It has long been held by votaries of more democracy in India, including this scribe, that democracy will remain hollow unless federalism is strengthened in the system. A large continental multi-lingual, multi-ethnic, multi-religious nation requires nothing less. Mr. Anna Hazare after his quick-fix solutions against corruption such as administering slaps to those guilty, has now turned his attention to making democracy more participatory. His solution: laws made by Parliament must be subject to prior approval by all the Gram Sabhas in the nation.
In a pre-recorded video announcing his plans for “Rebuilding Republic” Mr. Hazare said: “The Lok Sabha thinks it is above everyone. This is wrong. People have made you (Lok Sabha). So they are above you… Assemblies and Lok Sabhas think that they are above Gram Sabhas. But Gram Sabhas are above you (Lok Sabha and Assemblies).”
It needs to be gently explained to Mr. Hazare and his distinguished team members that because the people are sovereign they have the right to elect the legislators appointed to make laws. The people’s sovereignty does not consist of directly overriding the very legislators elected by them to perform specified tasks. Have Team Anna members given the slightest thought to how their proposal to make Gram Sabhas more powerful than Parliament would be made practicable? There are 265,000 Gram Sabhas in India. Before each Bill would all the Gram Sabhas be consulted and be asked to vote? Then will their votes be counted to determine the requisite majority? The concept is simply too silly to merit discussion.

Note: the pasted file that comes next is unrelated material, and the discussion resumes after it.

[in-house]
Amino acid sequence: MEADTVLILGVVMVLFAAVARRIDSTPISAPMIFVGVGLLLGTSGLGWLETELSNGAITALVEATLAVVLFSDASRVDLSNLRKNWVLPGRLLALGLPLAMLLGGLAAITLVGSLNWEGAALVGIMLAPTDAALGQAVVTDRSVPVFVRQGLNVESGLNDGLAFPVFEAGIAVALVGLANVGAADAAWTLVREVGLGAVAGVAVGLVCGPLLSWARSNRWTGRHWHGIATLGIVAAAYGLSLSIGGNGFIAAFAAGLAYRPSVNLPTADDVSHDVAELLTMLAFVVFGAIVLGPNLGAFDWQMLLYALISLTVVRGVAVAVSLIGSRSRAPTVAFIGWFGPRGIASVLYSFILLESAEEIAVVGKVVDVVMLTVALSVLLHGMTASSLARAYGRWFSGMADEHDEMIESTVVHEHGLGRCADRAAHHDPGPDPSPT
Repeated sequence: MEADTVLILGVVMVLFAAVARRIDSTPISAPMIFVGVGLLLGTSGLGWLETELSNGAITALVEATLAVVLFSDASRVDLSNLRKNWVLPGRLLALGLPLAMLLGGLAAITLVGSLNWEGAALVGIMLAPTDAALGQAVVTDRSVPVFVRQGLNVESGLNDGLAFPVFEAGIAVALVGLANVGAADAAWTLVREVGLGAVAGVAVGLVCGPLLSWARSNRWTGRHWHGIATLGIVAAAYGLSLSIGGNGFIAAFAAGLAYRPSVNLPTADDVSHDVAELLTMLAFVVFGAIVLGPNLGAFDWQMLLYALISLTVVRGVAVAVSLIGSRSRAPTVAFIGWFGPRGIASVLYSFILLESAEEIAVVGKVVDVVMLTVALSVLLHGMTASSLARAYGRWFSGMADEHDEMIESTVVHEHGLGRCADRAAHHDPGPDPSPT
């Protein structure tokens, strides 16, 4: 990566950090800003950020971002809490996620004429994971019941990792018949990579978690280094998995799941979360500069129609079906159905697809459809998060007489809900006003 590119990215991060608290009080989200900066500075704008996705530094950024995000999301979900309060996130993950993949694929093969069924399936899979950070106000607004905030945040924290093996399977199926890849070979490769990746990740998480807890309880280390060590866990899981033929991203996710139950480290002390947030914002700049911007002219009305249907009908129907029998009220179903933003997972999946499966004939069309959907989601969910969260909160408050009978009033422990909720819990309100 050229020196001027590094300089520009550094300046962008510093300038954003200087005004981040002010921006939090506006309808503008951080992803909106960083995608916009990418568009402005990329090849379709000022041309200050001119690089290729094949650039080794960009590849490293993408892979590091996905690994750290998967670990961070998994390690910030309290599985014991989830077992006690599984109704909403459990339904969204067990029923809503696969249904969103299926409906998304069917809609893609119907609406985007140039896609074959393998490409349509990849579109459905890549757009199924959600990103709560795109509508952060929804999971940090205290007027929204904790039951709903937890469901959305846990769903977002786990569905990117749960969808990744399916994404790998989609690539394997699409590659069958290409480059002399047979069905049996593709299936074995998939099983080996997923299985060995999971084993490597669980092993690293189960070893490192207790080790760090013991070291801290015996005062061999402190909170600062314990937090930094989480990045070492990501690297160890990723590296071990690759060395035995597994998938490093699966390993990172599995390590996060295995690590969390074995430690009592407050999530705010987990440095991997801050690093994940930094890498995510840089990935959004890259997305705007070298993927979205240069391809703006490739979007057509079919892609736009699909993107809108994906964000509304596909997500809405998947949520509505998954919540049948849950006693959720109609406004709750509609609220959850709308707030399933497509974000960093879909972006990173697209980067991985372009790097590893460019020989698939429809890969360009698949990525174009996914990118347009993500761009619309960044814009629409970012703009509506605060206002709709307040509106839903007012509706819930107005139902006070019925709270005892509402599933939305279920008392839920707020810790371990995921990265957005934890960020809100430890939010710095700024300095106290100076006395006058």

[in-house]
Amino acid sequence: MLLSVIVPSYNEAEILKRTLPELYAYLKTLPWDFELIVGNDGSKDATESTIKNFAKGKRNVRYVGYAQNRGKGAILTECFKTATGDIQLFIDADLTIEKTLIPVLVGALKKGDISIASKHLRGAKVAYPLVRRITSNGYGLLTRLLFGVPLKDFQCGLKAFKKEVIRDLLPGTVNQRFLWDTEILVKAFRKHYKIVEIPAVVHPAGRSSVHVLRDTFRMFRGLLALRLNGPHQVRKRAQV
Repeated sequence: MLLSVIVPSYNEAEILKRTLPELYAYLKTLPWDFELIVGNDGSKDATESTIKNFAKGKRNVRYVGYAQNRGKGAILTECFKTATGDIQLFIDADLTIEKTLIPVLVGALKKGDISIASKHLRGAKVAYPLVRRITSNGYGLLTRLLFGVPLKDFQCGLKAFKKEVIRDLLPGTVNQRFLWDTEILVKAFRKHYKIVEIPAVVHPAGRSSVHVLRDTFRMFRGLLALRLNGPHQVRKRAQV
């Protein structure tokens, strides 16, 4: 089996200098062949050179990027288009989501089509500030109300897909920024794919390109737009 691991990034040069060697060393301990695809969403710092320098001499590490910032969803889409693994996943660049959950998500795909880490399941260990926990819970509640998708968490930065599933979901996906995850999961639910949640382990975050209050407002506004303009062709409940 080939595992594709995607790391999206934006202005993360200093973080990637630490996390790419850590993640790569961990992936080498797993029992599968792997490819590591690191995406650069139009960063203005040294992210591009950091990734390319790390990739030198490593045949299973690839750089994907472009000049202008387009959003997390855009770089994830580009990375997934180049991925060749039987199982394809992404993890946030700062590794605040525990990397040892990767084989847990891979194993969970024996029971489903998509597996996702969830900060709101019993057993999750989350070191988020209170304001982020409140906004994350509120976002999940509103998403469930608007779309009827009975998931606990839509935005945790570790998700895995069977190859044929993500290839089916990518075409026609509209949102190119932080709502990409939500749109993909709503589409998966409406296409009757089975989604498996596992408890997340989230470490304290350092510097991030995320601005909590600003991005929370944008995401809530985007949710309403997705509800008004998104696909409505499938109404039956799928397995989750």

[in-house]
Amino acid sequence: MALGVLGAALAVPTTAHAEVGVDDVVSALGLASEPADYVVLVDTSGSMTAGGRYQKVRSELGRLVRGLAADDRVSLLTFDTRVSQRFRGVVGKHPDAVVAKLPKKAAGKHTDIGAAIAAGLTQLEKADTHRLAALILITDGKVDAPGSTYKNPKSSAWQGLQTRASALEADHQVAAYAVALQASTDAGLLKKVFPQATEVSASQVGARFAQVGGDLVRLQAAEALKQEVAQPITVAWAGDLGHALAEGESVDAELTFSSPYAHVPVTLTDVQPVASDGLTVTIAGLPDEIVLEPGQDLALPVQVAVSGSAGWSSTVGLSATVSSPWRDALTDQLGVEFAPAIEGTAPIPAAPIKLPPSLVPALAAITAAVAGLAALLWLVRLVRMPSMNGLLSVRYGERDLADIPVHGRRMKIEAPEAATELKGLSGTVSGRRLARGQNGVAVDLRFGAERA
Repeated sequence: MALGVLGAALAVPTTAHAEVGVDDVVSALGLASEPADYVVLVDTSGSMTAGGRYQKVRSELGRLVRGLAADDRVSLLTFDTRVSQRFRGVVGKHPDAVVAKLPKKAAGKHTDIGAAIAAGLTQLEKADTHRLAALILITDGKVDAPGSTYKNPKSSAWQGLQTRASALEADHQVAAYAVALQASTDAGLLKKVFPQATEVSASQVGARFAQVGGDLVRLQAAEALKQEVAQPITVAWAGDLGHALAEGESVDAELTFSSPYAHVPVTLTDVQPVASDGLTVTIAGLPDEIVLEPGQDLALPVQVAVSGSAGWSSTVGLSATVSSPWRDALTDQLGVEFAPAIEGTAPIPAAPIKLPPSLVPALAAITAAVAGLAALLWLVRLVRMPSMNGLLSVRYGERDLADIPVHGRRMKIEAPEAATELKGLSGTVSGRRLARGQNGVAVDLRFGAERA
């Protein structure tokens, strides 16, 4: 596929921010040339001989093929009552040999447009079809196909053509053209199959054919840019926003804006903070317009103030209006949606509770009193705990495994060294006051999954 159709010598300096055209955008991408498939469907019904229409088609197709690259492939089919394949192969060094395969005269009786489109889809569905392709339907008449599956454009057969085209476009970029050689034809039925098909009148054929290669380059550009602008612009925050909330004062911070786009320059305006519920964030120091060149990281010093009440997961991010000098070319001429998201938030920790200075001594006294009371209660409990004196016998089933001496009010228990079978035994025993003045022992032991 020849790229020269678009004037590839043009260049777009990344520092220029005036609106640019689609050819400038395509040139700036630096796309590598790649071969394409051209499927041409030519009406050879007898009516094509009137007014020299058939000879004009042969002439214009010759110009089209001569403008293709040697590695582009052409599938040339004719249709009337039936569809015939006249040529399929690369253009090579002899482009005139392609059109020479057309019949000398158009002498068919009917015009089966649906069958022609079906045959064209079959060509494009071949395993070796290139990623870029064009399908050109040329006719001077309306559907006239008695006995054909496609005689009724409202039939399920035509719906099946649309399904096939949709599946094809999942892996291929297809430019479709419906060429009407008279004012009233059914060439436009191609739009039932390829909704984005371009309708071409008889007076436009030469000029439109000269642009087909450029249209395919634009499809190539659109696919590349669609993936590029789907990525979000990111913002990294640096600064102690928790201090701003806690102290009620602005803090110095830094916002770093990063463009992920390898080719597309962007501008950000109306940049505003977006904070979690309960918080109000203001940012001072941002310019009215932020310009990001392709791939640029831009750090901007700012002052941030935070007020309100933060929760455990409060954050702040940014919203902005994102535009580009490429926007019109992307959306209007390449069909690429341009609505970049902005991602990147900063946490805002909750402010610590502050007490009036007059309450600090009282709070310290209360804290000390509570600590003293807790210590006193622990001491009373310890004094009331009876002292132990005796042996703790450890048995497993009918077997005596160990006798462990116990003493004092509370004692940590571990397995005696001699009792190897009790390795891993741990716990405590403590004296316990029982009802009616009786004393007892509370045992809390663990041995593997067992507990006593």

The federal principle consists of empowering people to rule themselves with regard to problems that directly concern them and them alone. National policies concern the entire nation therefore legislators elected to Parliament by the entire nation address national problems. The same principle applies to states dealing with problems exclusively affecting the states. The same principle applies to local bodies dealing with problems exclusively affecting the localities.
People of any specified area elect their representatives to make laws and address problems that affect exclusively their respective areas. Federalism consists of making rational division of responsibility that allows empowerment for areas to obtain self-rule with regard to subjects respectively pertaining to them. For example, the subject of garbage disposal would affect a locality. No outside agency need exercise authority to deal with this problem. Autonomy and self-rule are the cardinal principles of federalism.
Federalism would be reduced to a farce leading to chaos if Mr. Hazare’s proposal were to be seriously implemented. One is embarrassed to have reiterated the basic principle that governs federalism which even school children might know. But Mr. Hazare’s proposal apparently backed by distinguished lawyers such as Mr. Prashant Bhushan makes one wonder if the proposal is at all meant seriously or is it a ploy to ridicule federalism. It is truly astonishing that former Law Minister Mr. Shanti Bhushan remains silent while such outlandish proposals emanate from his colleagues.